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Articles from the MA Publication Propaganda Review

Propaganda Review Issue 1, Volume 4 1987-1990

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Everything old is new again. One of the advantages of being a venerable organization is that your ancestors have already taken a go at issues and problems recurring today.

Propaganda Review was a Media Alliance magazine that explored techniques of manipulation, our vulnerability to them, and a society obsessed with the engineering of consent.

Sounds familiar, doesn’t it?

So, with the generous help of William Bowles, we are embarking on the project of excavating as much of Propaganda Review as we can in order to make it available for a bit of context in today’s “fake news” debate.

In this edition, you’ll hear from:

  • Loretta Graziano on economic statistics, why they aren’t as reliable as we think they are and the risks of information overload democracy. (“In an information overload democracy, leaders can expect the public to substitute one or two simple symbols for the full detail on complex national issues. They can expect public discourse to focus myopically on the familiar symbols and ignore other data, even when contradictions between the two are substantial“)
  • Martin Lee on the use of Nazi war criminals by American intelligence agencies for espionage activities against the Soviet Union in Hitler’s Last Laugh. (“Thus did the Reagan administration cover up one of the most insidious foreign policy ventures in US history–a policy whereby thousands of active Nazis were deliberately and systematically recruited by US intelligence to further American objectives in postwar Europe. This wasn’t a covert sideshow run out of the White House basement. It was official US policy”)
  • Ward Churchill on the US government’s war against the American Indian Movement (AIM). (“Tom Coli, a propaganda specialist, was dispatched to explain why the FBI was suddenly conducting Vietnam-style search and destroy operations on an obscure South Dakota Indian reservation”)
  • David Pearson on the media and government deception and the age-old question of the difference between being a watchdog and a lapdog. (“The canon of objectivity tended to leave unreported large
    areas of genuine relevance that authorities chose not to talk about”)
  • David Levi-Strauss on Jean Luc Goddard and Anne Marie Mieville’s brief experiment in subversive anti-television. (“Sonimage was unable to get its counter-TV into the midst of mainstream broadcast television”)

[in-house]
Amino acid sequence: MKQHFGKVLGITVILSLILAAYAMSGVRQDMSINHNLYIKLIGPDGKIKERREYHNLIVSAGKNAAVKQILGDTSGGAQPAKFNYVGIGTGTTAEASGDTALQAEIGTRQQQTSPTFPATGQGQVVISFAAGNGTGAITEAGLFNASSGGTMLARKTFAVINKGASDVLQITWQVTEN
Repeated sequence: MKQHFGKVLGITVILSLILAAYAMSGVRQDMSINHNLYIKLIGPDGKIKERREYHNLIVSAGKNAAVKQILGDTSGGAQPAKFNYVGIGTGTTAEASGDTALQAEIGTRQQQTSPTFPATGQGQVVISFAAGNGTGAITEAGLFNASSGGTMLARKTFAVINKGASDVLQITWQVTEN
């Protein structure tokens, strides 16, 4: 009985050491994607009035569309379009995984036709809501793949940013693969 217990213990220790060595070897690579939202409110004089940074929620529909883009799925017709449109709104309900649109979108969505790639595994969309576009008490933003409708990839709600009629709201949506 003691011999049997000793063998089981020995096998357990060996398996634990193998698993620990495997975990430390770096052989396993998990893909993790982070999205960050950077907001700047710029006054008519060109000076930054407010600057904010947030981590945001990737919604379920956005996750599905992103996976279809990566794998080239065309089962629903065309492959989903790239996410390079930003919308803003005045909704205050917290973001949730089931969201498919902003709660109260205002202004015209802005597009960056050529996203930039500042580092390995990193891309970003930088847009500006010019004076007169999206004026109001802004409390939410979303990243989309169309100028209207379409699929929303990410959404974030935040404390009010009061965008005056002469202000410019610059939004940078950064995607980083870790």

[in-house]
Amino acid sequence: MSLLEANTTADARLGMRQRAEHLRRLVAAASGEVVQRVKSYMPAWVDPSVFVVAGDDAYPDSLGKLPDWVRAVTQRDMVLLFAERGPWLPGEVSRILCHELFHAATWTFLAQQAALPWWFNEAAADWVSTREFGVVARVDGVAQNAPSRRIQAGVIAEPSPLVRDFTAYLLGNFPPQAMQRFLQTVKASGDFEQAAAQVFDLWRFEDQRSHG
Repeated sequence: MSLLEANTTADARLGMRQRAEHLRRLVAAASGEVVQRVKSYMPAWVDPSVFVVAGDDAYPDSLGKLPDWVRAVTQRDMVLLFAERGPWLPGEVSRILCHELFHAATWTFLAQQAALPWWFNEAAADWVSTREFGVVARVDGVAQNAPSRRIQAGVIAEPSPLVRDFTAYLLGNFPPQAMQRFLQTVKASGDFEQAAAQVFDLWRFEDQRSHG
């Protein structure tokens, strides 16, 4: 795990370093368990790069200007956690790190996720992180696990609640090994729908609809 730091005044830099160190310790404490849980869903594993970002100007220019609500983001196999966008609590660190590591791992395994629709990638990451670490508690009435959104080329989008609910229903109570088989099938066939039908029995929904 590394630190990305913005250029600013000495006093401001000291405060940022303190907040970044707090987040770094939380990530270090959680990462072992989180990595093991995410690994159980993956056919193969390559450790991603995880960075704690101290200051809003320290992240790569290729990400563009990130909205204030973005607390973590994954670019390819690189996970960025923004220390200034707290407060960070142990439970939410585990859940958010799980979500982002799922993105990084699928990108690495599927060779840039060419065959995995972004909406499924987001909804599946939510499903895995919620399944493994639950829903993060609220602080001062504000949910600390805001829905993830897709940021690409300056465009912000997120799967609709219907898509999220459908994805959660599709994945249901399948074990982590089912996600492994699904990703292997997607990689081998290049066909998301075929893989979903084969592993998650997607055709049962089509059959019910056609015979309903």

Continue reading Propaganda Review Issue 1, Volume 4 1987-1990

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Propaganda Review Issue 1, Volume 1 1987-1990

Facebooktwittergoogle_plusredditpinterestlinkedintumblrmail

 

Everything old is new again. One of the advantages of being a venerable organization is that your ancestors have already taken a go at issues and problems recurring today.

Propaganda Review,, was a Media Alliance magazine that explored techniques of manipulation, our vulnerability to them, and a society obsessed with the engineering of consent.

Sounds familiar, doesn’t it

So, with the generous help of William Bowles, we are embarking on the project of excavating as much of Propaganda Review as we can in order to make it available for a bit of context in today’s “fake news” debate.

In this first edition, you’ll hear from:

  • Noam Chomsky on Orwell and totaliarianism (“If a government can’t control people by  force, it had  better control  what they think.“)
  • Nina Eliasoph on Oliver North and Iran-Contra (“It’s hard enough to brush my teeth in time for work. When am I gonna think about Oliver North?”)
  • David Levi-Strauss on Photography and Propaganda (“As Bertolt Brecht wrote in 1931, the tremendous development of photojournalism has contributed practically nothing to the revelation of the truth about the conditions in this world. On the contrary, photography in the hands of the bourgeoisie has become a terrible weapon against the truth.”). 
  • John Carlisle on the Persuasion/Manipulation Loop in Political Polling. (“Reagan is  governing America  by a new strategic doctrine – the  permanent campaign.”)
  • Marcy Darnovsky on why a Propaganda Review? (“Television puts deodorant and death  on equal footing  and turns both into  entertainment.”)
  • Jay Rosen on the techniques employed by the entertainment industry (“As a form of propaganda,  entertainment’s  strategy is to  convert the  passivity of the  audience into  the image of its opposite.“)
  • Marina Hirsch’s Notes from an Advertising Addict. (“I’m a couch potato and proud of my roots.”)

Continue reading Propaganda Review Issue 1, Volume 1 1987-1990

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